Equally, unlike previous incarnations of mobilisation, which only ever truly focused on the direct mechanisms of applying military power, put simply: men and supplies, the advent of grey zone warfare is a critical component in this new era of total war.

In response, we need to begin the planning for a strategy of “national activation” that brings together the aforementioned centres of power influence critical to defending the nation.

But what does a national activation strategy look like and how can we use this novel approach to help deliver the Defence Strategic Review’s core principle: national defence?

Well, at its core, a national activation strategy looks an awful lot like the foundational principles of the United States’ National Security Strategy, which is explained as: “Our strategy is rooted in our national interests: to protect the security of the American people; to expand economic prosperity and opportunity; and to realise and defend the democratic values at the heart of the American way of life.”

This comparison becomes more important when measured against the key pillars of national defence as articulated in the Albanese government’s Defence Strategic Review, which identifies that national defence includes, “a whole-of-nation effort to develop strategic resilience” which is reinforced by this statement, “Statecraft also requires the utilisation of all elements of national power, the alignment of all supporting government policy, economic resilience and a consistent strategic narrative.”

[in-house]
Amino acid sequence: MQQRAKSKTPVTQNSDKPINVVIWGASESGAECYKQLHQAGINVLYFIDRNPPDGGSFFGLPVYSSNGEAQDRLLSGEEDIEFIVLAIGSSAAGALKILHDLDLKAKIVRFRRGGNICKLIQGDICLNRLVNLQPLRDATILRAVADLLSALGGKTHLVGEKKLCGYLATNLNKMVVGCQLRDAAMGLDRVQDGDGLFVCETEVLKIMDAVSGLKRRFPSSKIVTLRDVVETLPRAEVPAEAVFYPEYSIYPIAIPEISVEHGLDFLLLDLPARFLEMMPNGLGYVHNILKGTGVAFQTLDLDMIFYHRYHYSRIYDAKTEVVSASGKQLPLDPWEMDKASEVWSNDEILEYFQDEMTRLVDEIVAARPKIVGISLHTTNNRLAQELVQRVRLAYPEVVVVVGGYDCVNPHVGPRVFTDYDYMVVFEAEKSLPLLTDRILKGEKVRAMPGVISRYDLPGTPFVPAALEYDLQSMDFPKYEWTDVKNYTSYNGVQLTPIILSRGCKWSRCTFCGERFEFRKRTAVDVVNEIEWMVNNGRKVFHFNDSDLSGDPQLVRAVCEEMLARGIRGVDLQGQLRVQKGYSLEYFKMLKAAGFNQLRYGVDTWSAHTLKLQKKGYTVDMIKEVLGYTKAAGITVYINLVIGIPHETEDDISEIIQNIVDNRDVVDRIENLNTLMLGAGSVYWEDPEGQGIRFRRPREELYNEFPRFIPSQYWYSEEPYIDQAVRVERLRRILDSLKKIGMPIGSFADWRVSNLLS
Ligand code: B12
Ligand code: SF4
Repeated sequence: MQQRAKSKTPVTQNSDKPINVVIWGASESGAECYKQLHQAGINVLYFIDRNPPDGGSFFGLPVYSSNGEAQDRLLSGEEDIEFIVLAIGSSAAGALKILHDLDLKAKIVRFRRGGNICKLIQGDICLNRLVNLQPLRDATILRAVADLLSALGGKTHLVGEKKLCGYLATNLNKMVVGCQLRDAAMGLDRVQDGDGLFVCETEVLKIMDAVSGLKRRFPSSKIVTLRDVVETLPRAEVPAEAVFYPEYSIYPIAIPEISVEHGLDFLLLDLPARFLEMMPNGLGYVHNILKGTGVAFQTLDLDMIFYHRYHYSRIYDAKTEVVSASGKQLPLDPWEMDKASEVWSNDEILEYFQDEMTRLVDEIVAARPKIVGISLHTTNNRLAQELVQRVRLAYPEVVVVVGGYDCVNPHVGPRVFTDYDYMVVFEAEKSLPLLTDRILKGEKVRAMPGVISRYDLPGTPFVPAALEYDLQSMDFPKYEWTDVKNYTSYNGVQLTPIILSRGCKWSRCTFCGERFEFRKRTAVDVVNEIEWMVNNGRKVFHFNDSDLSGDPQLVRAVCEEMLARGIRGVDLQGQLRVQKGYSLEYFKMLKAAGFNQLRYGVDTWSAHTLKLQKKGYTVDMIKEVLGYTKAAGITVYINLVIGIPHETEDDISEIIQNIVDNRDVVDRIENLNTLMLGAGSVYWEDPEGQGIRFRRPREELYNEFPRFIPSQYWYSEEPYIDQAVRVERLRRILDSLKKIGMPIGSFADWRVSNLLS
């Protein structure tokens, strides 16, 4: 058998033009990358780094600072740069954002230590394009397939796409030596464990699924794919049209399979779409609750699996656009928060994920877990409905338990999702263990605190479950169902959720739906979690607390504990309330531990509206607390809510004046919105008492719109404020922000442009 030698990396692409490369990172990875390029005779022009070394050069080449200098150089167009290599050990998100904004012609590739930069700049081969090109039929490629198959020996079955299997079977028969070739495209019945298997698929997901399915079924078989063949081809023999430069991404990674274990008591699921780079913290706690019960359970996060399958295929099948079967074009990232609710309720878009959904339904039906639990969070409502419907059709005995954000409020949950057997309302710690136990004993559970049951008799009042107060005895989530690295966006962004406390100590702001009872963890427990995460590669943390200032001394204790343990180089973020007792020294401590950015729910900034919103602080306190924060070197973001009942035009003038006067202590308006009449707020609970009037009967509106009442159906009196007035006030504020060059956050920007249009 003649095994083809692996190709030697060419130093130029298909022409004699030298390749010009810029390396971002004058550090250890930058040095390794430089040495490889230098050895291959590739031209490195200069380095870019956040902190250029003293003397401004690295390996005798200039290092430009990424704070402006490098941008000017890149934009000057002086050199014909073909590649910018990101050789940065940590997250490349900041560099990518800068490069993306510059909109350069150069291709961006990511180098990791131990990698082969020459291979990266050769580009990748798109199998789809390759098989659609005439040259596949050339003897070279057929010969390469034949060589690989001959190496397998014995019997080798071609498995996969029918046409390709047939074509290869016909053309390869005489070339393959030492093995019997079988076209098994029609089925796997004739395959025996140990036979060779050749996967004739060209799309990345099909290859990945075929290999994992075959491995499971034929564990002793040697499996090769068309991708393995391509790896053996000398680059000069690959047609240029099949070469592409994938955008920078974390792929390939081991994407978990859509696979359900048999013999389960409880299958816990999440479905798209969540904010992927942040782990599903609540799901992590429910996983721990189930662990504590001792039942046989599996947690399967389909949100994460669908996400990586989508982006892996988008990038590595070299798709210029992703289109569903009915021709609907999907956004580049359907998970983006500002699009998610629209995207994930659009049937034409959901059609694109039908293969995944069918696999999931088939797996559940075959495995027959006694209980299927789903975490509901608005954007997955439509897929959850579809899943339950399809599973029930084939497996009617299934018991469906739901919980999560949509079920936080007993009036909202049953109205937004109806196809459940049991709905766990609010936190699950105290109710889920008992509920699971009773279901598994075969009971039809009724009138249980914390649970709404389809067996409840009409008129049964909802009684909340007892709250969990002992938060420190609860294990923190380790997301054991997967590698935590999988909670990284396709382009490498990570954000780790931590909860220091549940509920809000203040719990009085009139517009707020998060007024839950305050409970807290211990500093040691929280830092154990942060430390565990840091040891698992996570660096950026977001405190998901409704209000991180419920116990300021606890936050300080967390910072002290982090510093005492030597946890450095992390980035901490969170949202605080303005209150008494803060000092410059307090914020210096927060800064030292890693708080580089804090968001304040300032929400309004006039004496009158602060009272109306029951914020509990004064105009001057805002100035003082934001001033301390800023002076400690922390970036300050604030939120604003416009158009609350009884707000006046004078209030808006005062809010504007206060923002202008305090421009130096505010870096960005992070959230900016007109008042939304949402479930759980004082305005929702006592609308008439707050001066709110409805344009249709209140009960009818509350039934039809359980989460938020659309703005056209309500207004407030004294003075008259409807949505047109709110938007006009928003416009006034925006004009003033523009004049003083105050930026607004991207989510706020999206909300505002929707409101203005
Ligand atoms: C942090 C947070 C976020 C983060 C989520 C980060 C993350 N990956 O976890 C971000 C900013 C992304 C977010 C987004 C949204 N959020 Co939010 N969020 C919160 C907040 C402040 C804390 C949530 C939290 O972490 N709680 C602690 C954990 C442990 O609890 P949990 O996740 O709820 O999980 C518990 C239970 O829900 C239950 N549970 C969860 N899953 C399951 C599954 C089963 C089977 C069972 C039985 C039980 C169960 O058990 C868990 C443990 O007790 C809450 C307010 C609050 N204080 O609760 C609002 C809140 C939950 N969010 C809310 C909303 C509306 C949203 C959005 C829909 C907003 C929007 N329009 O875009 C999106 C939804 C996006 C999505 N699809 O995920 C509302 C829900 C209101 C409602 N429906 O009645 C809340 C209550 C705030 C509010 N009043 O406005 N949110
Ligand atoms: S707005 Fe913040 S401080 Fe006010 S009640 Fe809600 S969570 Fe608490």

The need for strategic framing

Both the US example and the example presented by the Defence Strategic Review reinforce the importance of a “consistent strategic narrative” as it relates to national interests which serves as the foundation of any national activation strategy.

While it could be said that much of Australia’s policy-maker community understands the threats and challenges facing the nation, you would be forgiven for thinking that the Australian public and business community (outside of defence) understand the strategic challenges to the same degree.

In reality, it could be argued that despite the rhetoric articulated in the 2020 Defence Strategic Update and the 2023 Defence Strategic Review, both of which highlight the rapidly deteriorating strategic environment now transforming the global and Indo-Pacific balance of power, that the centres of power and influence essential to defending the nation are disconnected from the strategic framing.